PETERSBURG, Ky. (BP) — Hundreds of thousands of people comprised an international audience to watch a debate between creationist Ken Ham and evolutionist Bill Nye, demonstrating a vibrant interest in origins in an era when many consider the topic settled science.

“The battle is really about authority. It’s more than just science or evolution or creation. It’s about who is the authority in this world, man or God?” Ham, founder of Answers in Genesis and the Creation Museum, said Feb. 4 during a debate he hosted in Petersburg, Ky., with Nye, known on television as “The Science Guy.” The event was streamed live online.

“If you start with naturalism, then who decides right and wrong? Well, it’s subjective,” Ham said. Marriage becomes “whatever what you want it to be.” Euthanasia and abortion also become acceptable because “we’re all animals.”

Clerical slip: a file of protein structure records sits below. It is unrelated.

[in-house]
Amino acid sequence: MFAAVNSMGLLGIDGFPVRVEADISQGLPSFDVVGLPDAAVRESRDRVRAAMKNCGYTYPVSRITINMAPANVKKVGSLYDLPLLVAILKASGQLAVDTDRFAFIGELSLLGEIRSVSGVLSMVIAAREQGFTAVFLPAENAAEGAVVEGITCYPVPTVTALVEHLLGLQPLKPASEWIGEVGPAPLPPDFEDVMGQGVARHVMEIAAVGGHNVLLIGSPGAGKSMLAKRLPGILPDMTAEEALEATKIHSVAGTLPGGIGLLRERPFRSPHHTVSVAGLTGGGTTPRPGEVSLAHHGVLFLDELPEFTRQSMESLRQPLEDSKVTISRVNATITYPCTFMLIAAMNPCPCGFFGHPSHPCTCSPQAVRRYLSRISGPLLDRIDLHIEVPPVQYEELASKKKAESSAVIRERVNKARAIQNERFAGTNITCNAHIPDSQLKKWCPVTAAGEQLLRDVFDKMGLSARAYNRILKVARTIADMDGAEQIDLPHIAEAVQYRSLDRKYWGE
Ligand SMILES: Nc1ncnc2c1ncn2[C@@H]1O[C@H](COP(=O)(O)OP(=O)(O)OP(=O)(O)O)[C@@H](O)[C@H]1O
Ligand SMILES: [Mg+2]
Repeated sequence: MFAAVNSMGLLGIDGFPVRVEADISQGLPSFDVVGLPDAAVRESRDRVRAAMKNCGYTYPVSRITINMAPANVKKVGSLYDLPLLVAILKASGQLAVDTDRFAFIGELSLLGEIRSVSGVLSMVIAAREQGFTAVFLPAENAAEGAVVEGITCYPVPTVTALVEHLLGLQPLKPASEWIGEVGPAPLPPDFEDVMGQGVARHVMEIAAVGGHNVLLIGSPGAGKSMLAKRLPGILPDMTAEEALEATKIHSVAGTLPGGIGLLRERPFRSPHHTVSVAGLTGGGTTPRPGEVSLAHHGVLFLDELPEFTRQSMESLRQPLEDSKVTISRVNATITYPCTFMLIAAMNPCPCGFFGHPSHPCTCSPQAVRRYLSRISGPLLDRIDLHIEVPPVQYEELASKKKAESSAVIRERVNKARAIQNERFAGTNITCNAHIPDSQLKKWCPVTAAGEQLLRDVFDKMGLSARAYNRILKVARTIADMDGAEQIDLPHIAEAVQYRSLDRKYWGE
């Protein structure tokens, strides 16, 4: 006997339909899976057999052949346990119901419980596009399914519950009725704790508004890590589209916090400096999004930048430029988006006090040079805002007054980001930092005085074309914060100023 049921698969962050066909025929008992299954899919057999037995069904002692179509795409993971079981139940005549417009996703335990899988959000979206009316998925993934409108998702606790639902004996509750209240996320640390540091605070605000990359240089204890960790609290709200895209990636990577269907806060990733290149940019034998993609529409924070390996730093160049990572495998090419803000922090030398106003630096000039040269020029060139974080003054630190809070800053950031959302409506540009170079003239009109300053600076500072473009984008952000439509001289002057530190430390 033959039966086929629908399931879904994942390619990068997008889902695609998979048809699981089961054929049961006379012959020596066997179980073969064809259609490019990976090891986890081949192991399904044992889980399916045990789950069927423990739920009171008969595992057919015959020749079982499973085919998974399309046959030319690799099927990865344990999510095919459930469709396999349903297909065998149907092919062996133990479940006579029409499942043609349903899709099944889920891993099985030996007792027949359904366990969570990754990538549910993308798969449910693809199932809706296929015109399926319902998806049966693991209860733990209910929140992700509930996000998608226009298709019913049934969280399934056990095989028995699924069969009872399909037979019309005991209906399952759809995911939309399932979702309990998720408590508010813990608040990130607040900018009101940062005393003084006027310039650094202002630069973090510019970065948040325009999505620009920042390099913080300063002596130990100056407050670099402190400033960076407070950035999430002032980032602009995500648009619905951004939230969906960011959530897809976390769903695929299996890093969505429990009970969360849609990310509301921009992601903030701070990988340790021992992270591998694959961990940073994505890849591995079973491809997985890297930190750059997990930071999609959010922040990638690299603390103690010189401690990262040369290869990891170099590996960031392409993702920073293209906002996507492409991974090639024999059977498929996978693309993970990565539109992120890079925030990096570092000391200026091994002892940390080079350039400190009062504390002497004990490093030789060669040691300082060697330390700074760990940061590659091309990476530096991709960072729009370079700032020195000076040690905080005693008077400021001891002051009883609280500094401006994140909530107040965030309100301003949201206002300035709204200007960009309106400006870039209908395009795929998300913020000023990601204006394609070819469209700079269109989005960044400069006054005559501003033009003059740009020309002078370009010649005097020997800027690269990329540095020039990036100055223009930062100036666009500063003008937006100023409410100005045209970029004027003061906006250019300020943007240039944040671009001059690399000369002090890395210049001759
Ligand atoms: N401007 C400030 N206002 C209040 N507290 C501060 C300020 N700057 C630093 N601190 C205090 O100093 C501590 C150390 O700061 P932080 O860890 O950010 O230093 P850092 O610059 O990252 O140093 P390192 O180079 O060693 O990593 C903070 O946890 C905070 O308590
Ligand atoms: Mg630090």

“But if you start from God’s Word, there are moral absolutes. God decides right and wrong. Marriage: one man and one woman. Sanctity of life: we care for old people; they’re made in the image of God. Life begins at fertilization, so abortion is killing a human being,” Ham said, explaining how a person’s view of the origins of life impacts all of life.

Ham distinguished between the way scientists determine what happened in the past and the way they investigate phenomena in the present, calling the two fields “historical science” and “observational science.” Creation, as described in the Bible, he said, is the only viable model of historical science when it comes to origins.

“People by and large have not been taught to look at what you believe about the past as different from what you’re observing in the present,” Ham said. “You don’t observe the past directly.”

Ham said a scientist can observe that the earth is not flat but cannot observe the age of the earth. “There’s a big difference between historical science, talking about the past, and observational science, talking about the present,” he said in the 150-minute debate moderated by CNN’s Tom Foreman.